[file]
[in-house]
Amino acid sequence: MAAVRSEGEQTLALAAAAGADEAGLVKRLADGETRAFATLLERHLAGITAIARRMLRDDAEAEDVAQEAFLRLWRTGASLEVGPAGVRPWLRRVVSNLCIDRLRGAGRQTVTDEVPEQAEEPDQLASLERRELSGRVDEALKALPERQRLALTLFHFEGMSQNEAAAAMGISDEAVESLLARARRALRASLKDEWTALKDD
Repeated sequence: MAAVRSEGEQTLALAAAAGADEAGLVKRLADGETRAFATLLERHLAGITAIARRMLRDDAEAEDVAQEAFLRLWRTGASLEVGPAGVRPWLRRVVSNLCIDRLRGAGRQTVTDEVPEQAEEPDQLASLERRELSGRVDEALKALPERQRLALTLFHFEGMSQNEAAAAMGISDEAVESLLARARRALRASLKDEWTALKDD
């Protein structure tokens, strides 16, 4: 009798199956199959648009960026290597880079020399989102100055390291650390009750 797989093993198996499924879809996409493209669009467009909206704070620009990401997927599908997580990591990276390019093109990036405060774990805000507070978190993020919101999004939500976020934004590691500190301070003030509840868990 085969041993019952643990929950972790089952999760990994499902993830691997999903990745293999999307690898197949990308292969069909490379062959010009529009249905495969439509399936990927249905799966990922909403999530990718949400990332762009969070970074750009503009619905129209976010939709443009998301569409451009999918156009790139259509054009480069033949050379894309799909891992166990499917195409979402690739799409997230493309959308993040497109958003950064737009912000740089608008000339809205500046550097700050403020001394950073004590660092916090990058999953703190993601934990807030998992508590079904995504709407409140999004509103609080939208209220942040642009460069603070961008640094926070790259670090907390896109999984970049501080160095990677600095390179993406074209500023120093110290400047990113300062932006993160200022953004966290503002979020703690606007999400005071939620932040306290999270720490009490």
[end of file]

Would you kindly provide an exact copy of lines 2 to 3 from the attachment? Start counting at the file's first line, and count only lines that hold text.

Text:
Amino acid sequence: MAAVRSEGEQTLALAAAAGADEAGLVKRLADGETRAFATLLERHLAGITAIARRMLRDDAEAEDVAQEAFLRLWRTGASLEVGPAGVRPWLRRVVSNLCIDRLRGAGRQTVTDEVPEQAEEPDQLASLERRELSGRVDEALKALPERQRLALTLFHFEGMSQNEAAAAMGISDEAVESLLARARRALRASLKDEWTALKDD
Repeated sequence: MAAVRSEGEQTLALAAAAGADEAGLVKRLADGETRAFATLLERHLAGITAIARRMLRDDAEAEDVAQEAFLRLWRTGASLEVGPAGVRPWLRRVVSNLCIDRLRGAGRQTVTDEVPEQAEEPDQLASLERRELSGRVDEALKALPERQRLALTLFHFEGMSQNEAAAAMGISDEAVESLLARARRALRASLKDEWTALKDD